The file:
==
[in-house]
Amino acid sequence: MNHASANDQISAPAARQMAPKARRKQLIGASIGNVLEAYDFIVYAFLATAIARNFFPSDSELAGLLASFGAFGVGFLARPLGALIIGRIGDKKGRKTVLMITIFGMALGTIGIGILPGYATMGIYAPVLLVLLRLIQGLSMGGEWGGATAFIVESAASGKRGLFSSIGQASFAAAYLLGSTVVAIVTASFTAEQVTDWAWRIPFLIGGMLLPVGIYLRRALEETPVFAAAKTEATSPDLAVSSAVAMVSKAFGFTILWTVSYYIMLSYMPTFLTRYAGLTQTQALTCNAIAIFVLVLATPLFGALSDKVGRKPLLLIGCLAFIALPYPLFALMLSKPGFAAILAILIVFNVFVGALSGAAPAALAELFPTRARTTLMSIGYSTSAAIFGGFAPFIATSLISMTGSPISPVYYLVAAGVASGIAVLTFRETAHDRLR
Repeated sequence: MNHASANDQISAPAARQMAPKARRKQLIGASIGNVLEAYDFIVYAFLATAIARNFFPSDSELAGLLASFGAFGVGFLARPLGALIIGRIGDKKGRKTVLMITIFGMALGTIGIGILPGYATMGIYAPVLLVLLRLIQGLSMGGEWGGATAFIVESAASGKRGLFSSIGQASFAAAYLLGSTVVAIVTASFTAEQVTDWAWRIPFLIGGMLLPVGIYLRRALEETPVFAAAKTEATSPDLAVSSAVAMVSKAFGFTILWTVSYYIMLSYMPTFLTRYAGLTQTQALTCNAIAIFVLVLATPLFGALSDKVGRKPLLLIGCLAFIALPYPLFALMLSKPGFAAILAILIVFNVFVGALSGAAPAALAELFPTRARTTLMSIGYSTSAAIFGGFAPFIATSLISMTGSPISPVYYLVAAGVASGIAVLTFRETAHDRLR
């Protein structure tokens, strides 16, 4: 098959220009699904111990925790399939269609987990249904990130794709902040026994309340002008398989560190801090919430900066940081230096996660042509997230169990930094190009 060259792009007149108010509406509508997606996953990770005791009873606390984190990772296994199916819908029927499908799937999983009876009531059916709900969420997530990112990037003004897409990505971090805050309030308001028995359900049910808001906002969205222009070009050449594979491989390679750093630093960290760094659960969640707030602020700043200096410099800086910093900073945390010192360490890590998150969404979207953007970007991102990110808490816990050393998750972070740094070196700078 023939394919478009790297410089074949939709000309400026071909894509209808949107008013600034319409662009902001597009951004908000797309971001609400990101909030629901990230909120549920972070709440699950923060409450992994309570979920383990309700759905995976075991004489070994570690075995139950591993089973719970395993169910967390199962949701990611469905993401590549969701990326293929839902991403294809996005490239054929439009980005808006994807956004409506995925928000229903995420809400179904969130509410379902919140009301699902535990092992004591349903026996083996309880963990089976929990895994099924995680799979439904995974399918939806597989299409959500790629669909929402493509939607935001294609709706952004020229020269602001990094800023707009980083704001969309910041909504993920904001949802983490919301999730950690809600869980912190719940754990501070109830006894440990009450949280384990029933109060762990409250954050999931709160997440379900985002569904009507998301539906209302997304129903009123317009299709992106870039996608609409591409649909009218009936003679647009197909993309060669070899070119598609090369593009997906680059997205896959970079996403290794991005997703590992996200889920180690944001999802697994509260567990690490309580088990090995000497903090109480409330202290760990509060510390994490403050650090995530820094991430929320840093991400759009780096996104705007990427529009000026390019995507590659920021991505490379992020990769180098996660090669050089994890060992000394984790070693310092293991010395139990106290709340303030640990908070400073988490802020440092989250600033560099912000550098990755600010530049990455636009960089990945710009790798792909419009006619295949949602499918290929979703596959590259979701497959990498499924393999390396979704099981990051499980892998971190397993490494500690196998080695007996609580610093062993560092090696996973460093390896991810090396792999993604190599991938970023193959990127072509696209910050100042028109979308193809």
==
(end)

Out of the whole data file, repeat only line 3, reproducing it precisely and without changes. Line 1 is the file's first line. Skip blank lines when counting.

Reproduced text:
Repeated sequence: MNHASANDQISAPAARQMAPKARRKQLIGASIGNVLEAYDFIVYAFLATAIARNFFPSDSELAGLLASFGAFGVGFLARPLGALIIGRIGDKKGRKTVLMITIFGMALGTIGIGILPGYATMGIYAPVLLVLLRLIQGLSMGGEWGGATAFIVESAASGKRGLFSSIGQASFAAAYLLGSTVVAIVTASFTAEQVTDWAWRIPFLIGGMLLPVGIYLRRALEETPVFAAAKTEATSPDLAVSSAVAMVSKAFGFTILWTVSYYIMLSYMPTFLTRYAGLTQTQALTCNAIAIFVLVLATPLFGALSDKVGRKPLLLIGCLAFIALPYPLFALMLSKPGFAAILAILIVFNVFVGALSGAAPAALAELFPTRARTTLMSIGYSTSAAIFGGFAPFIATSLISMTGSPISPVYYLVAAGVASGIAVLTFRETAHDRLR